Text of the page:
Easter Vigil itself.
A devout Catholic, MacMillan admits that virtually all his work has "a religious or, at least, a deeply spiritual aspect to it". Yet his highly charged music has certainly not followed in the soporific footsteps of some of his older contemporaries, such as Part, Gorecki and Tavener - the "mystic minimalists", as that trio has been called. While taking contemplation and the act of vigil as its starting point, MacMillan's Vigil, scored for a large orchestra, promises to be a powerful and, at times, very loud new addition to the symphonic repertoire. "I have deliberately avoided composing something called a Symphony thus far," he says. "Partly, I suppose, because of a reticence about whether it's still possible to use the form in the 1990s in the first place. But my ideas also seem to be getting bigger and increasingly more complex. The turbulence of the Passion story seemed to suggest itself in terms of a battle for musical space, and this needed a broad canvas."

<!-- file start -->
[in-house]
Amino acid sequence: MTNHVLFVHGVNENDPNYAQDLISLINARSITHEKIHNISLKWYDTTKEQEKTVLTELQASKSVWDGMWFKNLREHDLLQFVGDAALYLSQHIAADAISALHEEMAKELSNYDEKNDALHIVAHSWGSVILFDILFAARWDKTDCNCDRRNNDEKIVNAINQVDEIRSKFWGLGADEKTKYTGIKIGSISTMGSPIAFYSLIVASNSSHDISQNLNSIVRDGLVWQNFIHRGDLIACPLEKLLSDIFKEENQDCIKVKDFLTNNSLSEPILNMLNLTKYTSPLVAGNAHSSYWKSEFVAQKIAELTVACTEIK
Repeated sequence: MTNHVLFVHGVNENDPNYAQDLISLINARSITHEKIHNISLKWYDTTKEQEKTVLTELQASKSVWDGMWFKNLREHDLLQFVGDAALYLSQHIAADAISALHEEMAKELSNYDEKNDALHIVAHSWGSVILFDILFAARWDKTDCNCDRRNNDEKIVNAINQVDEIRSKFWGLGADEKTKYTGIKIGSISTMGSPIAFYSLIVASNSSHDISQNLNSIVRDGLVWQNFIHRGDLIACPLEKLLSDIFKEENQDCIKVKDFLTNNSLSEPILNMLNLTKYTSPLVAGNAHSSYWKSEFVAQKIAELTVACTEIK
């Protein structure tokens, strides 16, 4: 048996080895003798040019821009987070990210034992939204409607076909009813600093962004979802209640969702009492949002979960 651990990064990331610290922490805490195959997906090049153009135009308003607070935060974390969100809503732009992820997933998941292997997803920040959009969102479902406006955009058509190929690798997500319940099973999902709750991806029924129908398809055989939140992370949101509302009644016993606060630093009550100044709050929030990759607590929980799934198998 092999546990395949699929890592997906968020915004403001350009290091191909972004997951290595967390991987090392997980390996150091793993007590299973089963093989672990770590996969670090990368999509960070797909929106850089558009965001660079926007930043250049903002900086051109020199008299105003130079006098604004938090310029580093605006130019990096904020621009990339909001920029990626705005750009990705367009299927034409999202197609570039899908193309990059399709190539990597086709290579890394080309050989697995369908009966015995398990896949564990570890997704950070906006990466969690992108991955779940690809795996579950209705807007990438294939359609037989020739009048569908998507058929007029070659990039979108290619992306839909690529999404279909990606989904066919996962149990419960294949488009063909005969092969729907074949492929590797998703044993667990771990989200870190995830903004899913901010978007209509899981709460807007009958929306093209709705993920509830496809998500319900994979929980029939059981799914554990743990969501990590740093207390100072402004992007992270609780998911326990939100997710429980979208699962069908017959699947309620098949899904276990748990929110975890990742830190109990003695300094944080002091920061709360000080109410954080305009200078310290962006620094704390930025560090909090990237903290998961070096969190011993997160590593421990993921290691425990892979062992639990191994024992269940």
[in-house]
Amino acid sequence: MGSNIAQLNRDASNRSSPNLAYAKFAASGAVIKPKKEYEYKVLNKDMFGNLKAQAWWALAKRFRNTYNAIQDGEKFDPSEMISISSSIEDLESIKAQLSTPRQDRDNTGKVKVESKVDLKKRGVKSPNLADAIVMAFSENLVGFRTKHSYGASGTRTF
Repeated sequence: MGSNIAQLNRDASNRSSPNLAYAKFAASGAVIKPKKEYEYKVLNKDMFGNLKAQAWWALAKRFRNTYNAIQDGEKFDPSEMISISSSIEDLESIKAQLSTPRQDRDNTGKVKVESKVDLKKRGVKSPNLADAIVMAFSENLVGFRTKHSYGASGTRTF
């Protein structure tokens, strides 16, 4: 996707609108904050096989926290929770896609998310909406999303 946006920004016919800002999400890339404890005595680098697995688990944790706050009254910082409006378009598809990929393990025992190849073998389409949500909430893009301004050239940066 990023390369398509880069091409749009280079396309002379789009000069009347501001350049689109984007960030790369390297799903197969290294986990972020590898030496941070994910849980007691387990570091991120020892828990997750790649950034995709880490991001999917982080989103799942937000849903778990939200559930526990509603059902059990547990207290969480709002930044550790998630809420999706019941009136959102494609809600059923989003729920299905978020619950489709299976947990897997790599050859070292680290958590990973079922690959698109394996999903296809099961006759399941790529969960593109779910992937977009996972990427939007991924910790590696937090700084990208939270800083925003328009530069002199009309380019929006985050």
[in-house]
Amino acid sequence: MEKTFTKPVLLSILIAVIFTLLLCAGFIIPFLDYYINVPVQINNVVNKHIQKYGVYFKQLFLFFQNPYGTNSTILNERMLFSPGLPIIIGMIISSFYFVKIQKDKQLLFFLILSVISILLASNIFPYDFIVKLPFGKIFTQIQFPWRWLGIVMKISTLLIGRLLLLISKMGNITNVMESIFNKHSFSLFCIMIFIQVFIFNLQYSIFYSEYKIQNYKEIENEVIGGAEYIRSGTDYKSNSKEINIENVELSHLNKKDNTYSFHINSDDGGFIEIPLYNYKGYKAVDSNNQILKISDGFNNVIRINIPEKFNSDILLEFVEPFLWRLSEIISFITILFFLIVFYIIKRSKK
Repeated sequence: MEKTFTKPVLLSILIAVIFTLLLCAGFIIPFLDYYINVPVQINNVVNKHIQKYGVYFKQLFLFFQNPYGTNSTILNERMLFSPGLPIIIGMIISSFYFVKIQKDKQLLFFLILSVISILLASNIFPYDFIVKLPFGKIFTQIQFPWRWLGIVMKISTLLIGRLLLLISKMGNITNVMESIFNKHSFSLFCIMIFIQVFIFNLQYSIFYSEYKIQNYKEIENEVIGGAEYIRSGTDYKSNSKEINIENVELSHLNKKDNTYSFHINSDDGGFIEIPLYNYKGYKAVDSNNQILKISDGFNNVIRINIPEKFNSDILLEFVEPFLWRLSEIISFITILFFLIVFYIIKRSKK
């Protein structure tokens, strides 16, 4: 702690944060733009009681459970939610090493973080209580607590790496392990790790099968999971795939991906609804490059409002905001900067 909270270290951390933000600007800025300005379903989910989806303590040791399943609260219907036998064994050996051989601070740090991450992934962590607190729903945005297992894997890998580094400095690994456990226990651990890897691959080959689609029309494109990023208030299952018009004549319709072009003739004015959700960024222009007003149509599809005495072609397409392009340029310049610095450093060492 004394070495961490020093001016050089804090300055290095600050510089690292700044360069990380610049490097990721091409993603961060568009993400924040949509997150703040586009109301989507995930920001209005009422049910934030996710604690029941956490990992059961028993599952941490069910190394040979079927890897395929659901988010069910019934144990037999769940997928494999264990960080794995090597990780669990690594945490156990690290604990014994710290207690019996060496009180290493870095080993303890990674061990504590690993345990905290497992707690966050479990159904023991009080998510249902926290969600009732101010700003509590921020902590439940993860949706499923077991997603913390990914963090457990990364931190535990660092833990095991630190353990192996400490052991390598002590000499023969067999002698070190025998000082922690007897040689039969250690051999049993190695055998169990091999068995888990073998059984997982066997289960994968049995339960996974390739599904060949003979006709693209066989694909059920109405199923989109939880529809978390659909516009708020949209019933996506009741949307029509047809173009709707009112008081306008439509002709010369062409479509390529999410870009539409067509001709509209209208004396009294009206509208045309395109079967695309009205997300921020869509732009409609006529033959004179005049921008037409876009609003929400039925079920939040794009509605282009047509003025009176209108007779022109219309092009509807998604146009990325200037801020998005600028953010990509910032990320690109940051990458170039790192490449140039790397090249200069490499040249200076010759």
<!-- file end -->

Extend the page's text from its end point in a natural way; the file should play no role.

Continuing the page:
Alongside equally rugged Nordic models by the likes of Sibelius and Nielsen, MacMillan's Symphony, in three movements, takes the shape of a journey from darkness into light. To this end, he doesn't employ violins until the last section, while a brass quintet is ingeniously used to sound out from the auditorium. "Hopefully the various strands, not only of the Symphony itself, but of the orchestral triduum in general, are all brought together as the piece rises to its triumphant conclusion," he says. One can certainly be sure that MacMillan's 1st will generate a dynamic sense of energy within an immaculately sewn sonic tapestry.
The LSO, under the baton of Mstislav Rostropovich, gives the world premiere of MacMillan's Symphony. Barbican Hall (0171-638 8891) tomorrow 7.30pmReuse content